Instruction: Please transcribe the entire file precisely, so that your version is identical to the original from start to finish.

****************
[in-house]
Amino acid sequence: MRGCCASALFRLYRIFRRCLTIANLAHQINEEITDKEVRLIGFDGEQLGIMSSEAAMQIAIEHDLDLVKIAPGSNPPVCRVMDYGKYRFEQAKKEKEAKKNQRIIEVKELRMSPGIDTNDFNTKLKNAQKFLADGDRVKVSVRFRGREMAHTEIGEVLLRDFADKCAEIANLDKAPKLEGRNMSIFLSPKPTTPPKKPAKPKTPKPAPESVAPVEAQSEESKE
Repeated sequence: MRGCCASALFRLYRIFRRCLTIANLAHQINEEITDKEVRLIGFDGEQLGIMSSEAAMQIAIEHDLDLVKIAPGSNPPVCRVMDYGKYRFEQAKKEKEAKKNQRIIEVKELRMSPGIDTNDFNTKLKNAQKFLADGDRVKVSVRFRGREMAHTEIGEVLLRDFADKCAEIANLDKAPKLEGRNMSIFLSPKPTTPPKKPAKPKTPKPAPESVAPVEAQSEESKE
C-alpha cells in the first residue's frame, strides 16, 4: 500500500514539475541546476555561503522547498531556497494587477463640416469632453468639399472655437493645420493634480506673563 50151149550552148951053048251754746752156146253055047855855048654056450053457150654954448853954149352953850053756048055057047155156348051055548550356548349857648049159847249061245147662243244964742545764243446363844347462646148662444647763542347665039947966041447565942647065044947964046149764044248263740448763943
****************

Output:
[in-house]
Amino acid sequence: MRGCCASALFRLYRIFRRCLTIANLAHQINEEITDKEVRLIGFDGEQLGIMSSEAAMQIAIEHDLDLVKIAPGSNPPVCRVMDYGKYRFEQAKKEKEAKKNQRIIEVKELRMSPGIDTNDFNTKLKNAQKFLADGDRVKVSVRFRGREMAHTEIGEVLLRDFADKCAEIANLDKAPKLEGRNMSIFLSPKPTTPPKKPAKPKTPKPAPESVAPVEAQSEESKE
Repeated sequence: MRGCCASALFRLYRIFRRCLTIANLAHQINEEITDKEVRLIGFDGEQLGIMSSEAAMQIAIEHDLDLVKIAPGSNPPVCRVMDYGKYRFEQAKKEKEAKKNQRIIEVKELRMSPGIDTNDFNTKLKNAQKFLADGDRVKVSVRFRGREMAHTEIGEVLLRDFADKCAEIANLDKAPKLEGRNMSIFLSPKPTTPPKKPAKPKTPKPAPESVAPVEAQSEESKE
C-alpha cells in the first residue's frame, strides 16, 4: 500500500514539475541546476555561503522547498531556497494587477463640416469632453468639399472655437493645420493634480506673563 50151149550552148951053048251754746752156146253055047855855048654056450053457150654954448853954149352953850053756048055057047155156348051055548550356548349857648049159847249061245147662243244964742545764243446363844347462646148662444647763542347665039947966041447565942647065044947964046149764044248263740448763943